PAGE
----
We've covered a lot of complicated policy debates in 2009, the year of change, and it's easy to lose sight of the big picture. But for millions of American families, this year's story is quite simple: It's been a terrifyingly difficult time that few will look back upon fondly. Except maybe the handful of corporate criminals who created this mess -- they've partied like it's 2007. So here, to sum things up, is the 2009 balance sheet of change, as I see it.
For the untouchables of industry...
Wall Street had a banner year... President Obama's "fat cat bankers" are fatter than ever. Bailed-out Goldman Sachs is expected to log record profits and its 2009 compensation and bonus pool is expected to top $20 billion. Yes, that's billion. The top managers have kindly offered to take their publicly financed windfalls in stocks rather than cash, which will deprive New York City of about $20 million in tax revenue for every $1 billion not paid in cash.
K Street had one, too... Special interests are expected to break last year's record of $3.3 billion spent lobbying Congress and the federal government. Call it the graft bubble.
Health insurers cashed in on "reform"... As John Nichols pointed out last week, major health insurers saw their stock prices shoot up by as much as 30 percent in the weeks between when Joe Lieberman vowed to filibuster a public option and when the White House and Senate caved to his demands. No duh. They're getting tens of millions of new customers to bleed.
While credit card issuers got a step ahead... Congress passed fancy new regs to rein in predatory lending back in May. But our lawmakers were nice enough to give credit card issuers until February 2010 to figure out how to skirt the rules before they even kick in. Oh, and they jacked rates by as much as 46 percent. Guess that K Street money was well spent.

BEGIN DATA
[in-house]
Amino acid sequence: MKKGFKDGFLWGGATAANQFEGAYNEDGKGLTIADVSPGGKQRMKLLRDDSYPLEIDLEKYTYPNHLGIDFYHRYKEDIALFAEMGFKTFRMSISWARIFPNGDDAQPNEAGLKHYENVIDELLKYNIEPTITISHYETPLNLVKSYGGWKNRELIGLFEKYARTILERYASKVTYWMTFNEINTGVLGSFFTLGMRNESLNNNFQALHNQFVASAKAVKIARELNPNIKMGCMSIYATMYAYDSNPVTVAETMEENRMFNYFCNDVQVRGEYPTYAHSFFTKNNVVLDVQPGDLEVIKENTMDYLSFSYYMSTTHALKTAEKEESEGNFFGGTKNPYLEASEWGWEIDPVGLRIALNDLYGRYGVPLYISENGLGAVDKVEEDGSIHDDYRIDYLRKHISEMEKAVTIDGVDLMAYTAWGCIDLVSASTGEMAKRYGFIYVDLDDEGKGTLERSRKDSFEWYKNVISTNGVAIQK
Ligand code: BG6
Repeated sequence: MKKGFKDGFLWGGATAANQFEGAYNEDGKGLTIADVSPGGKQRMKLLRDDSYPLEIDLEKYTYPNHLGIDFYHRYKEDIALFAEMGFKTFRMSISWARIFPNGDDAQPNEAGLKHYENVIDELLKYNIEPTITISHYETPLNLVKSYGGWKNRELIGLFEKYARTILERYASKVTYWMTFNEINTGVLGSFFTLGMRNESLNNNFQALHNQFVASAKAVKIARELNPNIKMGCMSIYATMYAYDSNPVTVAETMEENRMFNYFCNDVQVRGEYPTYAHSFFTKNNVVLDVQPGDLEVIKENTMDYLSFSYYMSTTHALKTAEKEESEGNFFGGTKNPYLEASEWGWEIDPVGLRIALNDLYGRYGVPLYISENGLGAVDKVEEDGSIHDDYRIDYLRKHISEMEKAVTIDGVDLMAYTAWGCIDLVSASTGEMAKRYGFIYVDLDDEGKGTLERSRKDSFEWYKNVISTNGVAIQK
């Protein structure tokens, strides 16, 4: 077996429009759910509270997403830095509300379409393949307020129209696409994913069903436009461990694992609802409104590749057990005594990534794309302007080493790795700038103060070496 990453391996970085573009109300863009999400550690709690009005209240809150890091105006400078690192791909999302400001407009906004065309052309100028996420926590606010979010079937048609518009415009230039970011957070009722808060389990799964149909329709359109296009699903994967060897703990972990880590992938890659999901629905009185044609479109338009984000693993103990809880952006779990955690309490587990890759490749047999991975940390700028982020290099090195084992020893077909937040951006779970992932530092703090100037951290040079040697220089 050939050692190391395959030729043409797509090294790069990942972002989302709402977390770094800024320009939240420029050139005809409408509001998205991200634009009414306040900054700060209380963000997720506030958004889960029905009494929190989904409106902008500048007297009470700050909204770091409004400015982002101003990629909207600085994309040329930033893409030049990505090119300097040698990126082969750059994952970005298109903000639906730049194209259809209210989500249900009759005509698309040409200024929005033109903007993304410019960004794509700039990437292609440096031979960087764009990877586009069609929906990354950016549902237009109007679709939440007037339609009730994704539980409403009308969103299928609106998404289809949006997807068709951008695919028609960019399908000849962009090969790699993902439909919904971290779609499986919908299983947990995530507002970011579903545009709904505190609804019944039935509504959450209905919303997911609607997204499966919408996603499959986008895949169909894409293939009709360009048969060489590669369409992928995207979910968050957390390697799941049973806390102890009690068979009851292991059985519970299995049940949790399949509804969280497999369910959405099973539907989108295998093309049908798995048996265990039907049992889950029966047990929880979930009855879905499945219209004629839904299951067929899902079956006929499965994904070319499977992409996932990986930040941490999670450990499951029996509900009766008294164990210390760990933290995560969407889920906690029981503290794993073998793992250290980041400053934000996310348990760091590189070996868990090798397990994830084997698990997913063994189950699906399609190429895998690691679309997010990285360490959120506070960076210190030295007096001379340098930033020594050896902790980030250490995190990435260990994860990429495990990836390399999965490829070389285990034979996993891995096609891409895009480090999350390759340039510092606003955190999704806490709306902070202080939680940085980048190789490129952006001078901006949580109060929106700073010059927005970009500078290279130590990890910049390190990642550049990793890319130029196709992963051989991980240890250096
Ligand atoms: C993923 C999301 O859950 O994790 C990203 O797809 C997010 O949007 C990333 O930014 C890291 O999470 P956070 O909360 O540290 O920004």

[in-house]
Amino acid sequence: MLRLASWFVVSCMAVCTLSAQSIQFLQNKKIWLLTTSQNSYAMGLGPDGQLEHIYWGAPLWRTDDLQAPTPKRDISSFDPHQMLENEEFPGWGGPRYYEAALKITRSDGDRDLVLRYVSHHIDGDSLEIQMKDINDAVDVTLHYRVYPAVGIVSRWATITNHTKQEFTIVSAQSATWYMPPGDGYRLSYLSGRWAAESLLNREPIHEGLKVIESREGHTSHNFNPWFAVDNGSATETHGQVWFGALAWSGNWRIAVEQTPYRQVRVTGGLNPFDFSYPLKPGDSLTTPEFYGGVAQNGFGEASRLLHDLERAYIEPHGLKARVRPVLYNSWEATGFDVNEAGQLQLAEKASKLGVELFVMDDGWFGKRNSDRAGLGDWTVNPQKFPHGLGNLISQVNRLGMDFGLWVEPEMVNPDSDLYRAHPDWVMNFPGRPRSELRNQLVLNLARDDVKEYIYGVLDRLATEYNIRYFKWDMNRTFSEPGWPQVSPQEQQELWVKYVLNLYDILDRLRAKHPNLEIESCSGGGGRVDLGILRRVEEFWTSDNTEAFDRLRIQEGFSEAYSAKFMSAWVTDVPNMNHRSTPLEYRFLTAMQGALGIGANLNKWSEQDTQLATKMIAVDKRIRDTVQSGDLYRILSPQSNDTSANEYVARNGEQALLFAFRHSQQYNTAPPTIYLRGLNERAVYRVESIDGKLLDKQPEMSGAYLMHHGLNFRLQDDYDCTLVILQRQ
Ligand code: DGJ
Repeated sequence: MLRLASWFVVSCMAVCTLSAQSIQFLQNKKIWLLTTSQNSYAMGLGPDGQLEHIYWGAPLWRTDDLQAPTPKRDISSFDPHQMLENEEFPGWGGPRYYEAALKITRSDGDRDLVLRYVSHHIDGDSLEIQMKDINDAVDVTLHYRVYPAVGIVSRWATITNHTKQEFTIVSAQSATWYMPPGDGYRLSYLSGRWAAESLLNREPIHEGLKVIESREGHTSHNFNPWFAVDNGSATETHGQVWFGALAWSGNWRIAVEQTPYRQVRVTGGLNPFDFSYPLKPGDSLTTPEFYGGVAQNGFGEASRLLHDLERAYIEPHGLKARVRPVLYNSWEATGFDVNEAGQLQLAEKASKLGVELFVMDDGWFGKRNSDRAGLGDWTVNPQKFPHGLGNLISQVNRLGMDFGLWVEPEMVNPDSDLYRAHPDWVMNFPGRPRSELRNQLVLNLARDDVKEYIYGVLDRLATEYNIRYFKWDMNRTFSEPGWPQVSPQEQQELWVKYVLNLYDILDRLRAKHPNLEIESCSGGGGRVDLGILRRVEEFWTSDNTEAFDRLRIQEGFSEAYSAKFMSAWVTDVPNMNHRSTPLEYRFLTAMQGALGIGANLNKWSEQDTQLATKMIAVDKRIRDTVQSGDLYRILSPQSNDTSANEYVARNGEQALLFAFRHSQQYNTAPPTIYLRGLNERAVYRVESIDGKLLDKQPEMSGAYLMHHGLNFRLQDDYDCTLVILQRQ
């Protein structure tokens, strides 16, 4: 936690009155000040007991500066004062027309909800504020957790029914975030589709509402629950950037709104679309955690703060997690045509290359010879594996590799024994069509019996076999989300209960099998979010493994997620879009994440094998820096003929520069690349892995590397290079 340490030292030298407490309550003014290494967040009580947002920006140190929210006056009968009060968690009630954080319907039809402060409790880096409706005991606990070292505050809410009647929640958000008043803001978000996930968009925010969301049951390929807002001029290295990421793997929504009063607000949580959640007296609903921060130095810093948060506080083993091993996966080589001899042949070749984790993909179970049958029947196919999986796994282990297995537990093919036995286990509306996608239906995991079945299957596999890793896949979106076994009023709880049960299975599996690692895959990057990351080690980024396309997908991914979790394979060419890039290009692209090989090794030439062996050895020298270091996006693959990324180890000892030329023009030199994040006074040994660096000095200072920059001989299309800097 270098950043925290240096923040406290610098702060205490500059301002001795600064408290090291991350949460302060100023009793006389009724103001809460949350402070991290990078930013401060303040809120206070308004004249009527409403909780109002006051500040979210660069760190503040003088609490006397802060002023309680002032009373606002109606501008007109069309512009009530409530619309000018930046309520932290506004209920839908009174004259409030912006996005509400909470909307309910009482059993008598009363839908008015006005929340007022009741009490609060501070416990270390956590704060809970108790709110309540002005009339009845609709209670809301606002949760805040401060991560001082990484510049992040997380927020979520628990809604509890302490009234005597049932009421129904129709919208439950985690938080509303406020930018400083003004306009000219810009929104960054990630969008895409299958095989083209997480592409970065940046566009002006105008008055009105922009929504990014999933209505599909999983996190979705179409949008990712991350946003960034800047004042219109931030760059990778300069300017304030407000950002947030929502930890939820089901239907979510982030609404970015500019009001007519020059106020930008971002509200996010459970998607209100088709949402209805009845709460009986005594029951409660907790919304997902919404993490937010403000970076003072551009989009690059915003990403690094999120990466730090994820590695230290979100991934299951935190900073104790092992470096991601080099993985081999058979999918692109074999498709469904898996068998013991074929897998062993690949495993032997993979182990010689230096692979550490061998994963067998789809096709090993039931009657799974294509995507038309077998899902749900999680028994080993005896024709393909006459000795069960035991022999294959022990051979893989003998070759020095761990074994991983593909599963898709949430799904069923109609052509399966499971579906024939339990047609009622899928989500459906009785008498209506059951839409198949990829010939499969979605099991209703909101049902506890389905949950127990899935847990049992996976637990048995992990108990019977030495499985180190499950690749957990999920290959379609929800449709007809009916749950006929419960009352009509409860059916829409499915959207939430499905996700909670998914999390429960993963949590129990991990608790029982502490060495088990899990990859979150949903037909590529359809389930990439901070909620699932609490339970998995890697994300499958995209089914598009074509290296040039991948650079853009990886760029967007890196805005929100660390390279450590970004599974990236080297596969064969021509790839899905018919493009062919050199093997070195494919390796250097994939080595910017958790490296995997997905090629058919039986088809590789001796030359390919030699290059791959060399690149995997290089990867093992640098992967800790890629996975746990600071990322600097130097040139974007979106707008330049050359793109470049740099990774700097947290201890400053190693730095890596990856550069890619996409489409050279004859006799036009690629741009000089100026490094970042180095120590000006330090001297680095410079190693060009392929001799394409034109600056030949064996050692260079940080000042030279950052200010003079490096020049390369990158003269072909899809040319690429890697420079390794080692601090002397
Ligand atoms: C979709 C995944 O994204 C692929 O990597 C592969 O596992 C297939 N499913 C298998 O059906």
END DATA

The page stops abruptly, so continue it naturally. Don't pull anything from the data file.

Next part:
Meanwhile, for the rest of us…
Millions of people lost homes… Foreclosures kept churning by the hundreds of thousands a month, the president's $75 billion payout for mortgage servicers notwithstanding. More than 1 million homes were in foreclosure in the third quarter, the highest quarterly count ever. The core problem remains unchanged: Servicers can't and won't stop foreclosures voluntarily.
Millions of workers lost jobs… The White House insists its green shoots are visible in the slowing rate of job loss. Of course, we're still losing jobs. The year-long hemorrhage has left 15.4 million people out of work and a whopping 5.9 million of them have been jobless at least six months.
Millions of families went hungry... The number of Americans on Food Stamps is now up to 11.9 percent. That's in part because the stimulus made more people eligible for assistance. But the Department of Agriculture says a record high of 14.6 percent of Americans, or 17 million households, had trouble putting food on the table at some point in 2008. More than a quarter of black households couldn't eat at some time in the year -- no surprise, given the density of unemployment and foreclosure in black neighborhoods. The dramatic rise in unemployment in 2009 surely means the number of "food insecure" families has increased sharply as well.
And millions more fell into poverty... The Census Bureau reported in the fall that the 2008 poverty rate hit an 11-year high, jumping to 13.2 percent or nearly 40 million Americans. Here again, the rapid job loss of 2009 has likely driven the poverty rate to an historic high as well. The Economic Policy Institute suspects a quarter of all kids are living in poverty at this point.
We'll likely debate for some time whether 2009's horrors are solely George W. Bush's legacy or also the result of Barack Obama's no-we-can't leadership failures. Whatever the cause, it ain't pretty. And unless the president steers a radically different course in 2010, there'll be no debating who's to blame this time next year.